Could the Indigenous Peoples save the Seas?

In the past week, researchers from all over the world have gathered at the Arctic University of Norway, to discuss Indigenous Peoples’ rights to Marine Areas.

Researchers on Indigenous Peoples' Rights from all over the world were gathered in Tromsø in June. Foto: Trude Haugseth Moe
– This workshop is a wonderful opportunity for me: to come here to Tromsø and hear about other countries’ solutions to very complex questions, says Isabela Figueroa, from the University of Magdalena in Colombia.

She was one of the around 25 participants attending the international workshop on The Rights of Indigenous Peoples in Marine Areas, this week,  organised by the Jebsen Centre for the Law of the Sea (JCLOS) at The Arctic University of Norway.

Researchers from many corners of the world attended the workshop: the Philippines, UK, U.S.A., French Polynesia, Russia, Australia, Canada and New Zealand, among other countriess were represented.

Ignored area

A comprehensive study on the rights of Indigenous Peoples to marine areas has been a missing piece in indigenous research for long.

– The focus until now has been on land-based rights. But in fact, many indigenous peoples have a close relation to the sea and its resources, says professor Nigel Bankes from JCLOS, who is the conference organizer.

– For example, the Saami in Norway, the Aboriginals in Australia and the Inuits in Canada have all been coastal peoples, as well as inland communities, adds Bankes.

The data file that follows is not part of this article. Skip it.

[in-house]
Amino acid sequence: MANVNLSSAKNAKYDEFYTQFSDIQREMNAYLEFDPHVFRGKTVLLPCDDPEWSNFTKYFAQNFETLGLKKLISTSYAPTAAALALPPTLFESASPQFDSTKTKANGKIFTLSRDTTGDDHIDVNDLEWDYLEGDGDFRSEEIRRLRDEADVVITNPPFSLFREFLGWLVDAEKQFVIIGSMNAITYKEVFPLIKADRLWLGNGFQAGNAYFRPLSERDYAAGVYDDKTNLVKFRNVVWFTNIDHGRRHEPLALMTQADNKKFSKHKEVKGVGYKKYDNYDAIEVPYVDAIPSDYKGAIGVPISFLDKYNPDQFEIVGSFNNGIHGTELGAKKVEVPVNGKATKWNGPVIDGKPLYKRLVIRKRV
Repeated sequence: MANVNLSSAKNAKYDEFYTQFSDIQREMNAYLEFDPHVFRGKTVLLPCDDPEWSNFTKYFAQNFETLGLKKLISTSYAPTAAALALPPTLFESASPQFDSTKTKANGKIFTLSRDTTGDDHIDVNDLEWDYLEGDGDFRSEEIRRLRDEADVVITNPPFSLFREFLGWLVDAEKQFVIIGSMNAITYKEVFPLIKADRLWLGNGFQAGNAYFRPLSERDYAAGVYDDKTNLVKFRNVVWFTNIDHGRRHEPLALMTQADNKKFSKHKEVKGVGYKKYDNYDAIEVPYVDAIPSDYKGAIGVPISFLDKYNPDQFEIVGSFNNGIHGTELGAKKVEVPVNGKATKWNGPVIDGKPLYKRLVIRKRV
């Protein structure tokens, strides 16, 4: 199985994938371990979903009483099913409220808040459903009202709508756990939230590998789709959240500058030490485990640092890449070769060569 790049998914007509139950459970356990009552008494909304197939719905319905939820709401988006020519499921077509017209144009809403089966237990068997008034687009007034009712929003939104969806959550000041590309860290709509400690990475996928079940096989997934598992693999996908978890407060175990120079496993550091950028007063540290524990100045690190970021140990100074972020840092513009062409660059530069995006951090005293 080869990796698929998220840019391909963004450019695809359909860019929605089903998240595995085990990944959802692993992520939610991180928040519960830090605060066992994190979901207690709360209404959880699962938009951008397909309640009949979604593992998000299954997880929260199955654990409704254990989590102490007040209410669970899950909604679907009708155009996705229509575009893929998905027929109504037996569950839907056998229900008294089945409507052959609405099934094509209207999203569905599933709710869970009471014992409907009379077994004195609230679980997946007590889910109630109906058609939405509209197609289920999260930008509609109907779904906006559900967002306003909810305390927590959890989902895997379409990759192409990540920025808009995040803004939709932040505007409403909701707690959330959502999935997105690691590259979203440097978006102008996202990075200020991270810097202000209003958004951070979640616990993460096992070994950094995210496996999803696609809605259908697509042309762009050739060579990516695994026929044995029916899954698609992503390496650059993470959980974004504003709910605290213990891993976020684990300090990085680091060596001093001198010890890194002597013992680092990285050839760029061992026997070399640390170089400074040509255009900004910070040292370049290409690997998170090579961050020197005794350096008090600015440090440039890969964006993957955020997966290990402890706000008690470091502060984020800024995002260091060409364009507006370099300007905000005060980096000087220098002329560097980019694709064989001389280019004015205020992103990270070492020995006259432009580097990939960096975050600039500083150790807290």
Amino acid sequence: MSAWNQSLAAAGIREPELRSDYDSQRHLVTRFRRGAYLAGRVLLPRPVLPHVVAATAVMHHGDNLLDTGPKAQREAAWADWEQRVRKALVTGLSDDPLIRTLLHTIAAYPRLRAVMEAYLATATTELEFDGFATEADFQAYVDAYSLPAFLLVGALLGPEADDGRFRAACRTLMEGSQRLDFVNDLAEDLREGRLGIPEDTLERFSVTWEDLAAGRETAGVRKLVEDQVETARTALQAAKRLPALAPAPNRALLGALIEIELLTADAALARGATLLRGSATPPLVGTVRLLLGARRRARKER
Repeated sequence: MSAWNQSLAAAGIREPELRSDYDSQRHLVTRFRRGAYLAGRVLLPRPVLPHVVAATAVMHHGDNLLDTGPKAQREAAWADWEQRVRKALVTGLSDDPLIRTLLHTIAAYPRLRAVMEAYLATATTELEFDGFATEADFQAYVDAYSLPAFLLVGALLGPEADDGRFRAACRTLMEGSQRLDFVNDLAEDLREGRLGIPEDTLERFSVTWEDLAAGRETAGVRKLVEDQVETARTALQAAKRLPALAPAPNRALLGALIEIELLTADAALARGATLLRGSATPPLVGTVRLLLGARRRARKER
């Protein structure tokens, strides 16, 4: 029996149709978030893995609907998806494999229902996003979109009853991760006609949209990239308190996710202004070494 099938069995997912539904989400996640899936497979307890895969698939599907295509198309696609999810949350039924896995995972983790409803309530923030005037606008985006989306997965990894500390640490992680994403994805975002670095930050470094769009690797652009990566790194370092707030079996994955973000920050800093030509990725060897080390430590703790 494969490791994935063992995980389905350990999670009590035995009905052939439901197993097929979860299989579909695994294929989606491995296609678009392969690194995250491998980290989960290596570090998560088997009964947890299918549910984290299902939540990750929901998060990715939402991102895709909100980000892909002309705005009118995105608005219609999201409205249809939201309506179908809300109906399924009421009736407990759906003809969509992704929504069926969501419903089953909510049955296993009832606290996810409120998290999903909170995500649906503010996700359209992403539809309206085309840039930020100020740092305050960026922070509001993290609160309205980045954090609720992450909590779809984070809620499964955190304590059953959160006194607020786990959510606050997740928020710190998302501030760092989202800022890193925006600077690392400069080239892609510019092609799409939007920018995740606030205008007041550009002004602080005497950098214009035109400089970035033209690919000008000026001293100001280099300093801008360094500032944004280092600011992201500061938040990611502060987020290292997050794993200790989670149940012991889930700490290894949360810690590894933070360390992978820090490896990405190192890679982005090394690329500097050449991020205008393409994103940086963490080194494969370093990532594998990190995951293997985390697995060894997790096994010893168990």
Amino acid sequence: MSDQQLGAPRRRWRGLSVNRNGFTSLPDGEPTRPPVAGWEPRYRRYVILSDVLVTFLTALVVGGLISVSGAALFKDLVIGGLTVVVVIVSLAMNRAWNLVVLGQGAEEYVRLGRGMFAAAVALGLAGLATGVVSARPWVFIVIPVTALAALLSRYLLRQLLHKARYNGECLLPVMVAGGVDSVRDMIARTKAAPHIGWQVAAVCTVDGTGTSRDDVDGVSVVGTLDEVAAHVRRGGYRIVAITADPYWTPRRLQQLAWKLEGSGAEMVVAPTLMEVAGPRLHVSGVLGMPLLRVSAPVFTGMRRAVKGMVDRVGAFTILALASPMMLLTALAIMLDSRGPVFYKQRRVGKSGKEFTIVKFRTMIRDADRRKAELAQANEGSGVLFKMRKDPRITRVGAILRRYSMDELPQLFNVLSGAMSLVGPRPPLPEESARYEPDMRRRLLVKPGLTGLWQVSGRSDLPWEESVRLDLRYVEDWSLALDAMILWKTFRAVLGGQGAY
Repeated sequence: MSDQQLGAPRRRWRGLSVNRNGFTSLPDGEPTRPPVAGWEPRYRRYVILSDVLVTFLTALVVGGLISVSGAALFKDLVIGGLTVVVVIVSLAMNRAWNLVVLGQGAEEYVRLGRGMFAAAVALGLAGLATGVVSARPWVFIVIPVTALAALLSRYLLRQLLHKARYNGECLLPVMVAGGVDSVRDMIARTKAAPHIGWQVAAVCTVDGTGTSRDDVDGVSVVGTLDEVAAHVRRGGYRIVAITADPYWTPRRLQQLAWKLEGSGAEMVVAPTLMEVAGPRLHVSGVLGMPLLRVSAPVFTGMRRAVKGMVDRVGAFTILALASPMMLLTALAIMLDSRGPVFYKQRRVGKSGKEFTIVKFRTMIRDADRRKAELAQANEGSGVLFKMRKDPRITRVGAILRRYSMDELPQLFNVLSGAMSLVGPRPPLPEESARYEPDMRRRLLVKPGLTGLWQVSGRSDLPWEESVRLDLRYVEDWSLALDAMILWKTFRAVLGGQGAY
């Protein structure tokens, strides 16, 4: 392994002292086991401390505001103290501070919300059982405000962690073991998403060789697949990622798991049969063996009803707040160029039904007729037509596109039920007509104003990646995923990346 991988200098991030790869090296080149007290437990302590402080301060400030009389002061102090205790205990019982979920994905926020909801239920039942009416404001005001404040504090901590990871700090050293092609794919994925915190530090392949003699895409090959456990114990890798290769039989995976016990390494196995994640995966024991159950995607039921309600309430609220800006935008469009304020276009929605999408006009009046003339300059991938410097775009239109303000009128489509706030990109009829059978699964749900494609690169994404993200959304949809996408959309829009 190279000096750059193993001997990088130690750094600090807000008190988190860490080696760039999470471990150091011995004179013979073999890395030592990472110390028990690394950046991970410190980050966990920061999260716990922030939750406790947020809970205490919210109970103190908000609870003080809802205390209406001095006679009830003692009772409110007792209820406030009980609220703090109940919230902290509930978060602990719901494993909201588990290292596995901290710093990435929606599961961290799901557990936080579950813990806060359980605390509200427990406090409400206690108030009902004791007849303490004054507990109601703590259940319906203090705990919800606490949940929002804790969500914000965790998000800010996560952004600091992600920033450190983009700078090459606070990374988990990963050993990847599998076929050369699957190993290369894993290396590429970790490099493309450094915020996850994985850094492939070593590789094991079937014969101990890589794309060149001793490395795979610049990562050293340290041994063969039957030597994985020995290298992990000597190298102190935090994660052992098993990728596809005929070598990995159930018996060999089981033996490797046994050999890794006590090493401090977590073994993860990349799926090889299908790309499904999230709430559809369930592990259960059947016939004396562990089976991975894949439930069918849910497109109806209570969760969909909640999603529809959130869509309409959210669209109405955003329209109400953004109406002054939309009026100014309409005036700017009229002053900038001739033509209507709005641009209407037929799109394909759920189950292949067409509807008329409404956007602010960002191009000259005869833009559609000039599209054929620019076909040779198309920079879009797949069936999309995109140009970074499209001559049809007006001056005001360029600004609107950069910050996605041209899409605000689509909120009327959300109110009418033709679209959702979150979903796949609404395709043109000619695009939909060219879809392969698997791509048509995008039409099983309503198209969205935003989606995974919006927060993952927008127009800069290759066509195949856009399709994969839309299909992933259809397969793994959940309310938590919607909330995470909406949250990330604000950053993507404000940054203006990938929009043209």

Learning from Indigenous Peoples

– In Colombia we have many different Indigenous Peoples, but our Government doesn’t recognize their rights. I think we have a lot to learn from Indigenous Peoples, especially when it comes to  their relationship to nature, says Dr. Isabel Figueroa.

Good discussions by the fireplace, during lunch. Foto: Trude Haugseth Moe

Increasing attention

Professor Lee Godden from the Melbourne Law School in Australia, has worked on Indigenous Rights for over 30 years. She says that Indigenous Peoples’ rights to Marine areas has been increasingly attracting the scholarly attention.

- Research on sea rights has been a hidden area, for a number of reasons. The attention on the topic has increased considerably over the past years, due to the environmental pressures to protect marine areas, in a sustainable way, says professor Godden.

Can the Indigenous Peoples save our Seas?

- Could Indigenous Peoples save our seas?

- They can help protecting, but we must be careful «locking» them into that. The goal here is to recognize their self-determination, and to make sure that the right to fish, for example, comes with the rights to govern and manage the natural world as well, says the Australian professor.



Page administrator: Trude Haugseth Moe
Last updated: 12.06.2018 15:01